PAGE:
Trudeau was re-elected to a third term on Monday after calling a vote two years early.
Canadian Prime Minister Justin Trudeau on Tuesday acknowledged he will need to work with other parties after he fell short of winning a majority in parliamentary elections, leaving him once more dependent on opposition legislators to govern.
Trudeau, 49, was re-elected to a third term on Monday after calling a vote two years early, hoping for approval of his free-spending response to the Covid-19 pandemic. Since 2019 he had been working with a minority, forced to make deals with other parties to push through legislation.
But provisional results showed virtually no change from the 2019 election, delivering up another minority and begging the question of why Trudeau had called a vote that the official opposition Conservative Party portrayed as a cynical power grab.
Trudeau, in power since 2015, said he had a clear mandate to continue the path to recovery while conceding Canadians did not want to be thinking about politics or elections.
“You just want to know that your members of parliament of all stripes will have your back through this crisis and beyond,” he told supporters in Montreal. “You have given this Parliament and this government clear directions.”
The result suggests there will be little change in approach from the Liberals, who racked up record levels of debt and massive budget deficits fighting COVID-19.
Trudeau, who promised tens of billions of dollars in new investments during the campaign, will once again rely on the support of the smaller left-leaning New Democrats, who want even more social spending.
“We’re getting more of the same as what we had before. I don’t think markets are going to react either way,” said Martin Pelletier, senior portfolio manager at Trivest Wealth Counsel.
The Canadian dollar was trading slightly higher at 1.2766 to the greenback, or 78.33 US cents, in Asian trading on Tuesday.
Provisional results showed the Liberals ahead in 155 constituencies, short of the 170 Trudeau needed to control the 338-seat House of Commons. The Conservatives were on 122 with the New Democrats on 26.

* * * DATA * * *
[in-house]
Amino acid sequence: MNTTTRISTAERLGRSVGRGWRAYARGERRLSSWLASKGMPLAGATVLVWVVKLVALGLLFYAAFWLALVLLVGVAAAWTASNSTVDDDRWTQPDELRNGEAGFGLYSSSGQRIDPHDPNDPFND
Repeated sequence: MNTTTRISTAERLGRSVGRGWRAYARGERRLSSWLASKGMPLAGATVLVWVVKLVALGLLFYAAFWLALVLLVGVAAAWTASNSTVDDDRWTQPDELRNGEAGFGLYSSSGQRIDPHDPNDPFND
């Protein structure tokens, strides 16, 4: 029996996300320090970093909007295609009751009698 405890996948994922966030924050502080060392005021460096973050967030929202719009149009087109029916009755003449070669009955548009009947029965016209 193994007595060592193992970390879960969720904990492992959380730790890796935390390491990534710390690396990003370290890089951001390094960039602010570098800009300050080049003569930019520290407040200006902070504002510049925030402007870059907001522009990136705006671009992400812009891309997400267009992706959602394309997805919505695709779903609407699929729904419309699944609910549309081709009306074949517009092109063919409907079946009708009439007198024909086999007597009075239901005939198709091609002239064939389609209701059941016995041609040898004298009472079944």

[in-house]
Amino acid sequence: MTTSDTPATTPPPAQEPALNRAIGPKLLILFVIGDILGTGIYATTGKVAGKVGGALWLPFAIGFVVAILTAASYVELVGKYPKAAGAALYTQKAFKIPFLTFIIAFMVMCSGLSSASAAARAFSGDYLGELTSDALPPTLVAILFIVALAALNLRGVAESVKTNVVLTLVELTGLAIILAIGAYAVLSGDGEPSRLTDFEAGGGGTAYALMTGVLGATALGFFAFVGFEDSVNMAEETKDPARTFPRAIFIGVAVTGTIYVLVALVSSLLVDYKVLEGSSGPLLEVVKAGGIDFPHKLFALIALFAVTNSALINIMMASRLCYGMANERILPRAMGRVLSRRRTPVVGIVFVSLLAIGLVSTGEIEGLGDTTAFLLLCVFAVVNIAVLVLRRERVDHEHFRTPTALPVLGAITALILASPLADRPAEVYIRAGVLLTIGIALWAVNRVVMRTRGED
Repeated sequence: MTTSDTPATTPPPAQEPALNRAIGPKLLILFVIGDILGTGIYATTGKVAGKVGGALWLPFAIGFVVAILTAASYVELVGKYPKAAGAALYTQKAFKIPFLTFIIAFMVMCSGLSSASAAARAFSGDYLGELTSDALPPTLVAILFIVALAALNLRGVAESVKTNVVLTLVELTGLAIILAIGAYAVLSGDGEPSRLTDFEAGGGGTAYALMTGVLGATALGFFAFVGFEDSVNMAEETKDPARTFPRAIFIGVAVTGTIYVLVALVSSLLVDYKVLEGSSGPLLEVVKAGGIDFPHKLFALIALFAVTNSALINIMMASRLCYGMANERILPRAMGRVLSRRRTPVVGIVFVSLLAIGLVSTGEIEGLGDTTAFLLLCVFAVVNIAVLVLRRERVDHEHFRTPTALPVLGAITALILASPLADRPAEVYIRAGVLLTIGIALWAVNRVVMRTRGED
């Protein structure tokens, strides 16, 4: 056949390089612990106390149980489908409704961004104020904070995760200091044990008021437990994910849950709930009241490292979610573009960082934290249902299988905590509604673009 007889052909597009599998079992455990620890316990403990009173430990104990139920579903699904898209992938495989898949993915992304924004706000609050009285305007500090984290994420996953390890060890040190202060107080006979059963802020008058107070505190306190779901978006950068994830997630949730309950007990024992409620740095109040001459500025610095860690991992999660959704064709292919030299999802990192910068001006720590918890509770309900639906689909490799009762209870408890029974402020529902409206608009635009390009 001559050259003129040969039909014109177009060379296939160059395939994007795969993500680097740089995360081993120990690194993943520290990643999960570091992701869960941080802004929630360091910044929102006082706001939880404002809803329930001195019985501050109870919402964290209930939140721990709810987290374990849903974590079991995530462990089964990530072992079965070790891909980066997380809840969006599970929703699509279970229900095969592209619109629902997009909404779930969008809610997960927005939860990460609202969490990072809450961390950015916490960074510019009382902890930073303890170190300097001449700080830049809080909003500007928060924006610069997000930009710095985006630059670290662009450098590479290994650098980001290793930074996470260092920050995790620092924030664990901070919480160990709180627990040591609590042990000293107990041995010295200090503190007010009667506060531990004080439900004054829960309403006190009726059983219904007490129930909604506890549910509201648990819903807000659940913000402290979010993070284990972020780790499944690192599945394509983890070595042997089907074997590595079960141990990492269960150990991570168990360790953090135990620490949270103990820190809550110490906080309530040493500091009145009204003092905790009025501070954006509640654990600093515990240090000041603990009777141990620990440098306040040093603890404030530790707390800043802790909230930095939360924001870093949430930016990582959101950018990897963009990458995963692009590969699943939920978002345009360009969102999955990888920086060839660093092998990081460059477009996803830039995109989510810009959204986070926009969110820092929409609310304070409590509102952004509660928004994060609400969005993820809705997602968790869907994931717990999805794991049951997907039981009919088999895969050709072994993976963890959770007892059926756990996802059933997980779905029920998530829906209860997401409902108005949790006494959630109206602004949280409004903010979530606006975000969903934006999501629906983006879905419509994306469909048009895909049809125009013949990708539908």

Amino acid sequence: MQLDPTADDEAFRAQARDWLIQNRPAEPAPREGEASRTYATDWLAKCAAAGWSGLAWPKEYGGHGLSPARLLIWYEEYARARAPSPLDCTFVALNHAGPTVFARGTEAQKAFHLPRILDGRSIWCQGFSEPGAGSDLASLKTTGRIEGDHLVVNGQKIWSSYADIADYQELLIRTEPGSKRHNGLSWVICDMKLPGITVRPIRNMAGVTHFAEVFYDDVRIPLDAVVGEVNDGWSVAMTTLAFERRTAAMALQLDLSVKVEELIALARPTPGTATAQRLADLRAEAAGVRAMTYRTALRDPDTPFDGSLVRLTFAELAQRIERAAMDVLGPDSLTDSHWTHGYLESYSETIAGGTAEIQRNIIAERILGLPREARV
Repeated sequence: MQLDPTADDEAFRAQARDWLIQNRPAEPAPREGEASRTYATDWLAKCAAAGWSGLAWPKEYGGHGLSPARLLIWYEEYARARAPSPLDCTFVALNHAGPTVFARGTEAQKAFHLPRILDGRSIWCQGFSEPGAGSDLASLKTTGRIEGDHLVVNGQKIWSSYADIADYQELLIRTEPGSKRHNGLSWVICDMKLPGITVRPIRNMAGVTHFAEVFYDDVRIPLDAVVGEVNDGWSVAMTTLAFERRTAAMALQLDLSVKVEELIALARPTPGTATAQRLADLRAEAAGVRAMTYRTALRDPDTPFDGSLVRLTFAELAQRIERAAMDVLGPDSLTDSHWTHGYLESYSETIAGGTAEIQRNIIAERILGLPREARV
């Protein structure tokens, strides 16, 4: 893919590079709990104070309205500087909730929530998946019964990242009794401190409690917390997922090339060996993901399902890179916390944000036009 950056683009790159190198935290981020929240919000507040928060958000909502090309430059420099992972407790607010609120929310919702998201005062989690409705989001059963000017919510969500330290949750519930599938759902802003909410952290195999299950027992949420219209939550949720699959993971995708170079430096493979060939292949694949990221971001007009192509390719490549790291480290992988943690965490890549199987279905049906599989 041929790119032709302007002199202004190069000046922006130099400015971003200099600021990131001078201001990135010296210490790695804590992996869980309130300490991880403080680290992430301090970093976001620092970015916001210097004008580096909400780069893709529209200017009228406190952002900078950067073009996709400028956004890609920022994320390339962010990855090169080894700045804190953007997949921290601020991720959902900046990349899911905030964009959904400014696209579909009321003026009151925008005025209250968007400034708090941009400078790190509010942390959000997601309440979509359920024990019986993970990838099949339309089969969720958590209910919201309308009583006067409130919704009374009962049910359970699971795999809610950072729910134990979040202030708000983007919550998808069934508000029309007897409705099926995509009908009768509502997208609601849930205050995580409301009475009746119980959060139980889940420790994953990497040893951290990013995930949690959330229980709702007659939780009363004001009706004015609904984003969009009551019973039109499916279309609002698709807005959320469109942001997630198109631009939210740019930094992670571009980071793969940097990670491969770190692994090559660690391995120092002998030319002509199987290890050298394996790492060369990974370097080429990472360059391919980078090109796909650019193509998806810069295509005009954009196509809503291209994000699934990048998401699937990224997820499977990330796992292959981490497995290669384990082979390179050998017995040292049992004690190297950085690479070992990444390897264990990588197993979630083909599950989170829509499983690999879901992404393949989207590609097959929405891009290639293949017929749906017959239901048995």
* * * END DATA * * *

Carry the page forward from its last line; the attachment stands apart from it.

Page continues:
“The message Canadians are sending loud and clear is they like the direction the government is taking the country in but they’re not quite sure they want to give anybody carte blanche,” former close Trudeau advisor Gerry Butts told the Canadian Broadcasting Corp.
Around 800,000 mail-in ballots will be counted on Tuesday, which could affect the final tally in some seats.
The result is a blow to the right-leaning Conservatives, whose leader Erin O’Toole had tried to take a more centrist approach to attract progressive voters.
For the second election in a row the party won a larger share of the popular vote than the Liberals, who nevertheless triumphed with their lock on major urban centers.
O’Toole, who said he was sure Trudeau plans to call another election within two years, said he had called the Liberal leader and challenged him to put the unity of Canada first.
“I told him if he thinks he can threaten Canadians with another election in 18 months, the Conservative Party will be ready,” he told supporters in his home town of Oshawa, east of Toronto.
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